Review of Bike Trainers

What to Look For

Regular physical activity, like cycling, can help to manage your weight, reduce your risk for disease and help to alleviate stress; cycling is also a great low impact workout that won’t put sore joints at risk of further damage. When the weather outside is being less than cooperative but you still want to reap the benefits of a long and intense ride, you can look to a good indoor trainer to help you get your workout in, without exposure to the elements.

The best indoor bike trainer for your situation will be sturdy enough to support you and your bike during rigorous pedaling, it will be quiet enough so that you can hear yourself think, it will be easy to use and it will be compact enough to fit exactly where you need it to once the workout is complete.

Common Pitfalls

If you are looking for an indoor bike trainer instead of a stationary bike, odds are that you love getting out on the road when the weather permits; this is where one of the biggest pitfalls in buying an indoor bike trainer comes in. If you plan on going back and forth from road riding to indoor riding depending upon the conditions, you need to make certain that the trainer you select is easy to get your bike into and out of.

Another common mistake is not thoroughly researching to see if the trainer you select will fit the bike that you have. Not all trainers are “one size fits all,” when looking into different bike trainers, make sure that the models you are considering can be safely used with your bike.

Where to Buy

Quality bike trainers can be purchased from a wide variety of sources; manufacturer websites will likely have the most in depth information on their individual products but specialty bike stores and major on-line retailers might have useful information like customer reviews that can help you narrow down the options to the one that suits your situation the best.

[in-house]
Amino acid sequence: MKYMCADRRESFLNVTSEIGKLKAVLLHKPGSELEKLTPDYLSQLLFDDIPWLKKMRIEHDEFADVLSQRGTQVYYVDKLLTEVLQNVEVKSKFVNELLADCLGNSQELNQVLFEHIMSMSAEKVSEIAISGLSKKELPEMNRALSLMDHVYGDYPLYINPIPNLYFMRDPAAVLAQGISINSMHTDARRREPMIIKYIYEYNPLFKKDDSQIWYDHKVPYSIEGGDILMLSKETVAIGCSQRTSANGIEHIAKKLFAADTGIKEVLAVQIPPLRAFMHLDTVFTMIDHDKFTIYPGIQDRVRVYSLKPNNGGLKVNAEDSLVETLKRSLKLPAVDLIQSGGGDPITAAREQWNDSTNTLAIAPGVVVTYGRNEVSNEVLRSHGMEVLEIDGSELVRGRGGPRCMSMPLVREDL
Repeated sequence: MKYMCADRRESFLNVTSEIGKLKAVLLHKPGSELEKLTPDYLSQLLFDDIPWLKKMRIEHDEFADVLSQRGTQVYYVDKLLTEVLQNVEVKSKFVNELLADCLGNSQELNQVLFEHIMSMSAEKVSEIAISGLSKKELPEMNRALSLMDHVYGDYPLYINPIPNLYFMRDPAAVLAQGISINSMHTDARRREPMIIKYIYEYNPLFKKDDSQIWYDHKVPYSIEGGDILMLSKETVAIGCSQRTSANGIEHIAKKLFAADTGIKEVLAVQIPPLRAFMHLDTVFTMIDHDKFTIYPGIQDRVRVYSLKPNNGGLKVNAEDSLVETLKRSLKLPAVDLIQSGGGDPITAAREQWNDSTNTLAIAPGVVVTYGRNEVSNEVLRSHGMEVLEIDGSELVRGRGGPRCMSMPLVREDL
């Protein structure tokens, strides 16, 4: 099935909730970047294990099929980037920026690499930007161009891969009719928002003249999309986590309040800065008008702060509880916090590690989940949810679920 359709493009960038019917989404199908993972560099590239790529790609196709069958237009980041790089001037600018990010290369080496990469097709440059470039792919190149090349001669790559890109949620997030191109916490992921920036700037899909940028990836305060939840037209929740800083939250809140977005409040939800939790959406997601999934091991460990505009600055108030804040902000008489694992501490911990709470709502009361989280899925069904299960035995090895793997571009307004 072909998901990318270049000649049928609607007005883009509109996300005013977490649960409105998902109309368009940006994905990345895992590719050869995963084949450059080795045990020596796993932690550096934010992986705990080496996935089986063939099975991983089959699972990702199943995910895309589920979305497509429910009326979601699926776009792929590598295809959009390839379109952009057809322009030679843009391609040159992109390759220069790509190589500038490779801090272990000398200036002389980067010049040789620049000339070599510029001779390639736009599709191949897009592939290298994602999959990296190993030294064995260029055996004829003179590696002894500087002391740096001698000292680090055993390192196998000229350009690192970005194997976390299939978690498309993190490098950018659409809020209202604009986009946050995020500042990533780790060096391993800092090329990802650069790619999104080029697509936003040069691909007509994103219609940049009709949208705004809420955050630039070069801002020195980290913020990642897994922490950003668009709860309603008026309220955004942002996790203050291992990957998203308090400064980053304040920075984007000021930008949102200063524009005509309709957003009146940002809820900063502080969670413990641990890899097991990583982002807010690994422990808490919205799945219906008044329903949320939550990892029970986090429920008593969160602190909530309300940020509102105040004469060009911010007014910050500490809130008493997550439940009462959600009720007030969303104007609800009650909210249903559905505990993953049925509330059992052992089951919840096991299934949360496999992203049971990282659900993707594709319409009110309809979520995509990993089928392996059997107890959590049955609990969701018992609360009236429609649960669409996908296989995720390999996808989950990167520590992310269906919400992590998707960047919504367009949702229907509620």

Indoor bike trainers come in a wide variety of shapes and styles, depending upon what type you are looking at the costs can vary by hundreds of dollars. If you are a cyclist with a budget you can get a decent quality magnetic resistance unit for under a hundred dollars, but a top-of-the-line set of aluminum rollers or a high quality fluid resistance unit might cost as much as five hundred dollars or more.

Comparison Shopping

Do plenty of research and lots of thinking before you make your final decision as there is an almost endless array of options to choose from. If you demand realism from your indoor trainer, you might want to consider a set of rollers by Kreitler, if you’ve got the space and money; Kinetic by Kurt makes some of the best fluid and wind resistance trainers available and budget-minded shoppers can get a durable, quality unit for a little less money from Blackburn or CycleOps.

About the Author

Based in Southern New Jersey, Jeff Wilson has been freelance writing for the past six years. He draws from years of experience as an athlete, a coach and a sales person to create compelling content. His work can be found in TSB magazine as well as in a number of other online and print publications.